It might be something to play around with, when you're not in crisis mode. Linux is an operating system that's intended to be extremely flexible and configurable for different uses. Folks have gradually created versions of Linux that install on a regular PC and emulate much of the look and feel of Windows or Mac.

    Why bother? There are a number of reasons why people are interested in Linux despite its being much less popular than Windows or Mac:

    * A distaste for commercial software.

    * Security. Linux is virus-proof, but runs on regular PC hardware.

    * Versions of Linux that provide modern functionality and reasonable performance on older hardware. I'm typing this on a Dell notebook that's nearly a decade old, running a version of Linux called "Lubuntu."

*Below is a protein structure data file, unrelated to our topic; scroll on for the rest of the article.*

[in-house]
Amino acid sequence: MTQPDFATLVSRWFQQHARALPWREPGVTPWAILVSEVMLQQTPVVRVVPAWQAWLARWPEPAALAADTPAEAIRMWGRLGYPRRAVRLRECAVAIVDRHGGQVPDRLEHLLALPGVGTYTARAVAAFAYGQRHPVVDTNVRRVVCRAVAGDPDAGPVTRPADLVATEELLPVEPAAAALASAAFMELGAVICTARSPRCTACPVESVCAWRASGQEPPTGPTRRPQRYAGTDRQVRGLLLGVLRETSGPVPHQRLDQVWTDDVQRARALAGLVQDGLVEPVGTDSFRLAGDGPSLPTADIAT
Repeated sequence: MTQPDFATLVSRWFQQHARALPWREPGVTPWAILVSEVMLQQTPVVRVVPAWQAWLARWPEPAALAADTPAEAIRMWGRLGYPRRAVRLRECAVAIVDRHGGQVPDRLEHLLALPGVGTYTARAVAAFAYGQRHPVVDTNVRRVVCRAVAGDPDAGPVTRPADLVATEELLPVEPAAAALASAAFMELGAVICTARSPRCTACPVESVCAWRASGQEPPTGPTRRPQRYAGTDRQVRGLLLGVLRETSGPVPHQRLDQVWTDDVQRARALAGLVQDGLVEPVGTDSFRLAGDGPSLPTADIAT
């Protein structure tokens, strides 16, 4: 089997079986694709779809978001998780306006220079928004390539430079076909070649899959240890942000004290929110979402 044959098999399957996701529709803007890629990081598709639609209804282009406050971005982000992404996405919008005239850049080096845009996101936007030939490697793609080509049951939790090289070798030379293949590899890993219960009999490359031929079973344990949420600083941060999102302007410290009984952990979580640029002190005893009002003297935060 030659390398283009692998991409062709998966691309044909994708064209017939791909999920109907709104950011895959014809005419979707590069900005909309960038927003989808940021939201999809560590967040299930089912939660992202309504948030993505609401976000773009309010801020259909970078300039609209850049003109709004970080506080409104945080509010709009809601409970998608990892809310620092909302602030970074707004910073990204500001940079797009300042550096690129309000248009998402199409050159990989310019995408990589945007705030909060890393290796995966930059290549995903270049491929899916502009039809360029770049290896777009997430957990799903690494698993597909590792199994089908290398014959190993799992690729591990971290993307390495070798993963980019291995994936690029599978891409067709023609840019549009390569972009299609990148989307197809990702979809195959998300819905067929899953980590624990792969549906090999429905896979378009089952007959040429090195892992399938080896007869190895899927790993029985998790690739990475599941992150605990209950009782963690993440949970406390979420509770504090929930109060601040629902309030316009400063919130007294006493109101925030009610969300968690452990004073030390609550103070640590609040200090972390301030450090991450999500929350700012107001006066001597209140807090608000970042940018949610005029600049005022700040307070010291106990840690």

* The majority of Web servers run Linux, for the security and configurability reasons given above.

    * Linux is free, meaning that updates are also free.

    Anyway, that's all a diversion from the thread, but hopefully just a bit of interesting info. I've also got two Windows computers in the house, so I'm not a fanatic. I use Linux pretty much the way most people use Windows, to get things done without looking under the hood.
     
  18. paste

    paste

    Oct 3, 2011
    Michigan
    Virus proof sounds nice. I'll check it out some time.
     
  19. +1 Linux. OP's experience is the top reason I switched over to using Ubuntu. Not saying you should switch over but I personally had a hell of a time keeping up with remaining spyware or virus free with windows. It was even worse having my younger sister use my computer, she never failed to infect it.

    The downside to linux is many programs are strictly developed for windows or mac, and are closed source.

    Just my two cents.
     
  20. ErebusBass

    ErebusBass

    Feb 20, 2008
    Madison, WI
    Paste, what have you been doing lately to get all these viruses? If you truly have been virus free for three years with no AV software and now you've had at least two major problems, you may want to change your browsing habits.